Maybe you’ve heard advice about “trusting your instincts” when you’re in love, but how do you trust your intuition after a failed relationship? After all, your instincts brought you into a past relationship that fell apart. How do you know if can trust yourself to start a new relationship?
More importantly, how do you know how to trust other people if you can’t even trust yourself? You can search for tips on rebuilding trust in a relationship after a secret love affair or even how to trust someone in a new relationship. But, how do you trust yourself if your Spidey senses, gut instincts, or intuition isn’t reliable or trustworthy?
The Blossom Tip: Rebuilding trust in yourself after a failed relationship takes small, strategic steps forward. In this article, you’ll find two tips on how to trust your intuition. You’ve already begun an exciting journey toward trusting yourself to make good decisions, and you’ll allow yourself to fail sometimes. Because failure is part of a whole, deep, good life.
Yesterday I was walking with my teenage neighbor, who is 17 years old. We’ve known each other for six years; she takes care of our dogs when we travel. Her favorite sport is rugby and the season has finally started. Yay! Mostly.
“Last week, the substitute rugby coach patted my bum,” she said. “I didn’t feel right about it. I hated it, actually, but I didn’t know what to do. I was totally caught off guard! And I didn’t know if it was okay for a coach to do that.”
“It’s not okay for anyone to do that,” I said. “You have to trust your intuition! If you think something feels weird, then it’s wrong.”
“But because of my past, I always feel scared and anxious when a man even touches my shoulder,” she said. “I can’t trust my reaction because I know it’s wrong a lot.”
Oh. It hadn’t occurred to me that a history of abuse — or even failed relationships — affects our ability to trust our intuition. My friend can’t trust herself to make good decisions with men in her life, because of the horrible actions of one boy.
We decided it doesn’t matter if a man’s physical contact with her body is socially acceptable. What matters is how she perceives that action. If she isn’t comfortable with a man touching her anywhere, she has the right and the responsibility to say something. Maybe this means yelling, or running away. It doesn’t matter how she gets away or responds; what matters is that she feels comfortable with how men treat her.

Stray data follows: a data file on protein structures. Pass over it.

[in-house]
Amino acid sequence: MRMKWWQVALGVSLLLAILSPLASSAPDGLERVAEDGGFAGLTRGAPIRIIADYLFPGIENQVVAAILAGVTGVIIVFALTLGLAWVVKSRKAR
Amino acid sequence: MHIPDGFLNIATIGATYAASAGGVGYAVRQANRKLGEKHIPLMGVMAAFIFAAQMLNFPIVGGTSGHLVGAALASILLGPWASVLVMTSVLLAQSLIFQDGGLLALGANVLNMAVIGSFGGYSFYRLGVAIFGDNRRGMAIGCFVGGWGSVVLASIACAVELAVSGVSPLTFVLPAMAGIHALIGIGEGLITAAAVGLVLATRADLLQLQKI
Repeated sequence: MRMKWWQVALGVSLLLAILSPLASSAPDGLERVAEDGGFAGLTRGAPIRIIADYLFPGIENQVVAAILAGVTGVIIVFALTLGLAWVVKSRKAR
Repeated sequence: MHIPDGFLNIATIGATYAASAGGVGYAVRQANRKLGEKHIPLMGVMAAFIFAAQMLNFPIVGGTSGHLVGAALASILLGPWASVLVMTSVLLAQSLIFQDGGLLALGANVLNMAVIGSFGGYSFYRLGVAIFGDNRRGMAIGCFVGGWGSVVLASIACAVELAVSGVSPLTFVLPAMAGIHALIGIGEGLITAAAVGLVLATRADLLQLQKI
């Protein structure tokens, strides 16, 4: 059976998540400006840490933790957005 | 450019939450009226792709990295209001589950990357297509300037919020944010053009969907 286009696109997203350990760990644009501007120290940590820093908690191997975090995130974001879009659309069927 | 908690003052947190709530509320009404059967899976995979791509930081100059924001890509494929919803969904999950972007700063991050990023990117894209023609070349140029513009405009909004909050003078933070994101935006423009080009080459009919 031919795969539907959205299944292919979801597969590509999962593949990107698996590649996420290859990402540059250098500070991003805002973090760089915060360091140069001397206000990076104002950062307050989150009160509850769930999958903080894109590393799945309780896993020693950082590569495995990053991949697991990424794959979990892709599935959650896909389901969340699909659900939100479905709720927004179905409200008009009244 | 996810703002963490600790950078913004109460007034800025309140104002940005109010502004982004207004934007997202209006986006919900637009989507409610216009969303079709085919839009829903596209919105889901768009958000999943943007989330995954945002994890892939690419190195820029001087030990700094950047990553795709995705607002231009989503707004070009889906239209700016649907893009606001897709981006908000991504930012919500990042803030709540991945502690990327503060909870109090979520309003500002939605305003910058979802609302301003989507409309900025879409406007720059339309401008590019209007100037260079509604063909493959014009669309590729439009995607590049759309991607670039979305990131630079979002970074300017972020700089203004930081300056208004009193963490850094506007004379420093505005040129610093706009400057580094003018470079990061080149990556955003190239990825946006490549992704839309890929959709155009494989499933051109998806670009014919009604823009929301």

And that’s your first step when you’re learning how to trust your gut instincts after a relationship fails: simply becoming aware when you something isn’t sitting right with you.
2 Ways to Trust Your Intuition After a Failed Relationship
My “She Blossoms” articles are usually broken up into five different categories, or Blossom Tips: spirit, heart, soul, body, and brain. This time, however, I’m focusing on two specific Blossom Tips: Heart and Soul.
Heart Blossoms – Learn from your failures
It’s hard to look back and accept the mistakes you made in your past relationship. It’s even more difficult when you chose to ignore the warning signs of a bad relationship — and your own intuition.
Remember what you learned from your failed relationships. Don’t berate or criticize yourself; just think carefully about how you didn’t trust your intuition in the failures of your past. Why did you ignore your gut instincts? Who was involved in this season in your life? What would you do differently today?
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And, give yourself credit for being aware of whatever little sparks of intuition you noticed! You don’t have to be right all the time (or even half the time). Start by becoming aware of how and when you ignored your intuition in the past, and what your intuition is telling you today.
Soul Blossoms — Trust the music
What’s your favorite song; who is your most beloved band? Dig out the music that means most to you. Maybe you love the old rock ’n roll artists, such as The Beatles or the Eagles. Maybe you’re into hymns such as “How Great Thou Art” or newer Christian music like “10,000 Reasons to Bless the Lord.” Maybe your spirits soar with musicals and movie soundtracks, such as “Mamma Mia” or “The Sound of Music.”
Pick up your “conductor’s baton” (a knitting needle, or chopstick) and stand quietly for a moment. Square your shoulders, plant your feet. Clear your throat and lift your chin. Raise your arms, holding loosely the baton. You’re the conductor! Hit “Play”, close your eyes, and lose yourself in the drums, guitars, saxophones, violins, tambourines, flutes and cymbals. Cue your musicians by waving your arms, marching your legs, swaying your body, bouncing up and down.
This Blossom Tip helps you trust your intuition by putting you in touch with your body. Can you adapt to this new experience, or are you second-guessing every move you make? How comfortable are you in new situations, trusting yourself to move forward? After a failed relationship, you may not be good at trusting your intuition. Start re-learning how to trust by taking small, creative, fun steps forward.
The more self-aware you are, the more you can trust yourself to make healthy, smart decisions in new relationships — even after many failures. Take time to listen to that still, small voice. Take one small step forward at a time. Learn how you think and respond to people.
The Blossom Tip: Rebuilding trust in your intuition after a failed relationship takes specific, deliberate acts of courage. You don’t need risk your life jumping off mountains, but you do need to do things that scare and challenge you. You’ll find that the more you venture forward in small yet scary ways, the more you’ll learn about your own intuition and gut instincts. And this will help you move past the disappointment of a failed past relationship, and into a fresh new season of life.
What do you think? What caused you to lose faith in your intuition, and how can you rebuild trust in yourself?